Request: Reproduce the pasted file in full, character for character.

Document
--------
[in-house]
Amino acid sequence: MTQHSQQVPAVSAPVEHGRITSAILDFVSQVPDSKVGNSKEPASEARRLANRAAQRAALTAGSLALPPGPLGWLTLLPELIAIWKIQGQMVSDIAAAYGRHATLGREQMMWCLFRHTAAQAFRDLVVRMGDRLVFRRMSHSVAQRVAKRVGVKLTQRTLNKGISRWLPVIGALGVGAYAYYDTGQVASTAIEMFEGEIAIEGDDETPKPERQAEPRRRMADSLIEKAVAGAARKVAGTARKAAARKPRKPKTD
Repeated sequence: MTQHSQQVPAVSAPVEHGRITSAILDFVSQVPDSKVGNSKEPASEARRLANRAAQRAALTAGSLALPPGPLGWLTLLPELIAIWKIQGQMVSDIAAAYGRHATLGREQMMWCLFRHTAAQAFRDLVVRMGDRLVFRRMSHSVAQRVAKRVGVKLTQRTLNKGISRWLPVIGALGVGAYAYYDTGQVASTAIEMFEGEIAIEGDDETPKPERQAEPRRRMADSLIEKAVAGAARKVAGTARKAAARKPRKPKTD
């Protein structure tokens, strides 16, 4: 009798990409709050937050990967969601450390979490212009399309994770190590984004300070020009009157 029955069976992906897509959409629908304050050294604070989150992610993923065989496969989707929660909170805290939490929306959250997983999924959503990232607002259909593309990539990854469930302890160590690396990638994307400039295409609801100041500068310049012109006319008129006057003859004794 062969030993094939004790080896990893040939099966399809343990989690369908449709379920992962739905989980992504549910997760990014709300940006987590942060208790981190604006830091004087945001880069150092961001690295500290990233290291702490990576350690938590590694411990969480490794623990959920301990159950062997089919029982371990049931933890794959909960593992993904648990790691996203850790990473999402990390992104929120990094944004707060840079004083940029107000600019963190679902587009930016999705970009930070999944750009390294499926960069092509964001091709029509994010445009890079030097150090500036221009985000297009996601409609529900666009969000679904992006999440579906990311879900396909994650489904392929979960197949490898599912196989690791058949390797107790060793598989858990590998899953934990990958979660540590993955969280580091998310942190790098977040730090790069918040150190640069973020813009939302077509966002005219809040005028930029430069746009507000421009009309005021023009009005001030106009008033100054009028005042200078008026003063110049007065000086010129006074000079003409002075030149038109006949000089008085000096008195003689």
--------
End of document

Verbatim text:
[in-house]
Amino acid sequence: MTQHSQQVPAVSAPVEHGRITSAILDFVSQVPDSKVGNSKEPASEARRLANRAAQRAALTAGSLALPPGPLGWLTLLPELIAIWKIQGQMVSDIAAAYGRHATLGREQMMWCLFRHTAAQAFRDLVVRMGDRLVFRRMSHSVAQRVAKRVGVKLTQRTLNKGISRWLPVIGALGVGAYAYYDTGQVASTAIEMFEGEIAIEGDDETPKPERQAEPRRRMADSLIEKAVAGAARKVAGTARKAAARKPRKPKTD
Repeated sequence: MTQHSQQVPAVSAPVEHGRITSAILDFVSQVPDSKVGNSKEPASEARRLANRAAQRAALTAGSLALPPGPLGWLTLLPELIAIWKIQGQMVSDIAAAYGRHATLGREQMMWCLFRHTAAQAFRDLVVRMGDRLVFRRMSHSVAQRVAKRVGVKLTQRTLNKGISRWLPVIGALGVGAYAYYDTGQVASTAIEMFEGEIAIEGDDETPKPERQAEPRRRMADSLIEKAVAGAARKVAGTARKAAARKPRKPKTD
């Protein structure tokens, strides 16, 4: 009798990409709050937050990967969601450390979490212009399309994770190590984004300070020009009157 029955069976992906897509959409629908304050050294604070989150992610993923065989496969989707929660909170805290939490929306959250997983999924959503990232607002259909593309990539990854469930302890160590690396990638994307400039295409609801100041500068310049012109006319008129006057003859004794 062969030993094939004790080896990893040939099966399809343990989690369908449709379920992962739905989980992504549910997760990014709300940006987590942060208790981190604006830091004087945001880069150092961001690295500290990233290291702490990576350690938590590694411990969480490794623990959920301990159950062997089919029982371990049931933890794959909960593992993904648990790691996203850790990473999402990390992104929120990094944004707060840079004083940029107000600019963190679902587009930016999705970009930070999944750009390294499926960069092509964001091709029509994010445009890079030097150090500036221009985000297009996601409609529900666009969000679904992006999440579906990311879900396909994650489904392929979960197949490898599912196989690791058949390797107790060793598989858990590998899953934990990958979660540590993955969280580091998310942190790098977040730090790069918040150190640069973020813009939302077509966002005219809040005028930029430069746009507000421009009309005021023009009005001030106009008033100054009028005042200078008026003063110049007065000086010129006074000079003409002075030149038109006949000089008085000096008195003689």